Mountain Journeys

Expert led Guided walks Lake District


Grasmere and Rydal from Silver How

We have a habit of only blogging about the more exciting activities we do like Gorge Scrambling and Rock Climbing. So here I'll attempt to redress the balance and showcase some of the wonderful guided walks we've been fortunate enough to host this summer. This is just a snapshot of what we can offer as we can tailor a day to suit you.

Guided walks Lake District

Silver How:
Photo 1 is taken from the summit of Silver How. Whilst it is feasible to start from Ambleside, there are many other options and on this occasion we started off from Elterwater. After summiting Silver How we descended into Grasmere and the tempting cafes almost drew us in for lunch. We made our return via the pretty Deer Bolt woods and on to Elterwater Common. Brews in The Britannia nicely rounded off the day.
If looking for wonderful views, varied terrain, with modest amounts of elevation gain this is a good place to start.

Photo 2 shows Lily Tarn, Loughrigg. This is our most local fell and we spend a lot of our free time here. There are a myriad of footpaths, so many it can be quite confusing. Thankfully we know most of them, so you'll be in good hands if on one of our guided walks.On this occasion we were helping Jane from Formby Yoga who was on retreat in Ambleside. As well as offering yoga classes, food and accommodation, Jane was keen to add a guided walk into the weekend, that's where we came in. We formulated a route starting from their base, so no cars needed, and this took us onto Loughrigg from Clappersgate. Todd Crag and Loughrigg tarn being the highlights as they offer splendid views including a commanding vista over Windermere.

Photo 3 shows Derwent Water from Catbells. On this day we were with two lovely ladies visiting Keswick from the South of England. Wanting some time in the hills but not any of the stress that can come with navigating, or even just deciding on routes. We stepped in a came up with a plan. Walking from the centre of Keswick we utilised the Derwent Water launch to transport us over the the base of Catbells. This is without doubt the finest way to start this walk. Rather than following the crowds directly up Catbells, we followed the lesser travelled path on the Western flanks, this assured a quiet start to our day. Once up on the top we joined the many other walkers having selfies, lunch, just sitting, meditating and so much more no doubt. The prominent ridge took us home to Keswick. This is a particularly good choice for introducing youngsters to the mountain environment.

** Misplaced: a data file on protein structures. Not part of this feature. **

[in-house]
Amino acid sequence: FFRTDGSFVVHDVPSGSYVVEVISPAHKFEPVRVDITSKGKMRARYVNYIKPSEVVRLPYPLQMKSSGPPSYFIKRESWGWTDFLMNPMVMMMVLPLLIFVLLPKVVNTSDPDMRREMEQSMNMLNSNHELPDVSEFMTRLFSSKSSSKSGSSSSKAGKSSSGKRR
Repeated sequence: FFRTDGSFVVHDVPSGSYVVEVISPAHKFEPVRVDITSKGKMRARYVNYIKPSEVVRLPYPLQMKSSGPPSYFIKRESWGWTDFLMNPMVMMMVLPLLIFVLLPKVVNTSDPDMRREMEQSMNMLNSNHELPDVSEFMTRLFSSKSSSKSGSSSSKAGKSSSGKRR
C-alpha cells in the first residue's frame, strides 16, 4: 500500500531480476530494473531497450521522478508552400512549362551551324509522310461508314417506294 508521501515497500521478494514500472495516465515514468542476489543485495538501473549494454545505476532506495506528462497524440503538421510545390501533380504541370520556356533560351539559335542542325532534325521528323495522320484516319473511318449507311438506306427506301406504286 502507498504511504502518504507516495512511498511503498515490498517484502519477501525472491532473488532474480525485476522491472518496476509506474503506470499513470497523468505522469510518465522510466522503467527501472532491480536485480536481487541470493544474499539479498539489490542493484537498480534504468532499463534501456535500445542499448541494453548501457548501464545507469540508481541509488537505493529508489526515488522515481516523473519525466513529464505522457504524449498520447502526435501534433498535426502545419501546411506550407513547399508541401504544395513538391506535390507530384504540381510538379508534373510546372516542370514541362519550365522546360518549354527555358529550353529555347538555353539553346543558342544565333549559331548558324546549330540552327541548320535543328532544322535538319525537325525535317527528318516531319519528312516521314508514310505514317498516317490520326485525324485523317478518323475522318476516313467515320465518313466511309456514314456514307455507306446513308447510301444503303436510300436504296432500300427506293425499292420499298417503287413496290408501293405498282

Scafell Pike:
Photo 4 is taken from the Hollow Stones boulder field and shows off the dramatic cliffs of Scafell. Is there a more dramatic view in all of England? We spend a lot of days guiding walkers to the summit of Scafell Pike and have become extremely knowledgeable about the route and the mountain. Often we will be walking from Wasdale Head and this makes most sense for many. Hollow Stones is about half way and is often when it starts to feel like a proper mountain. It is rough and very rocky underfoot whilst all around are huge cliffs. On this occasion we had a small group with us, fine weather and no crowds as it was midweek. On clear days it is easy to navigate on Scafell Pike, but if clouds roll in (and they often do) it becomes very challenging to stay on the correct path and many people become disorientated. It's well worth hiring a guide for this one.

Photos 5 & 6 are taken during walks around Buttermere. The last two summers we have been providing local support to a large travel company and as part of this we would take their guests on a gentle stroll along the shores of Buttermere. This is a nice flat circuit but it offers some of the finest views the district has, including a favourite of Alfred Wainwright - Haystacks. For this route it really isn't necessary to think about having a guide as the route is so straightforward. But if you'e keen to learn more about the history and geography of the area or if you'e planning to bring a group of people and want help managing this, we can help.

Benefits of having a guide include:

  • A guide takes care of the route planning
  • Will navigate safely through the varied terrain
  • Can easily divert to other routes/mountains if needed
  • Will always carry safety equipment including a First Aid Kit and Storm Shelter
  • Can advise on the best route for you / your group
  • Will show points of interest and share knowledge throughout the day
  • Can advise on progress, what's coming next, and how much further to go

Whatever walking objective you have in mind, it's very likely we'll be able to help. For a few more route ideas have a look at our Guided Walking page here
And if you'e planning a visit to the Lake District and don't require a guide but would like to discuss routes / mountains with a local Mountain Leader, please feel free to get in touch, we'll be happy to help.

Thanks for reading

​Mark & Kate


Lily tarn, Loughrigg


Derwent Water from Catbells


Scafell from Hollow Stones


Enjoying a stroll along the shores of Buttermere





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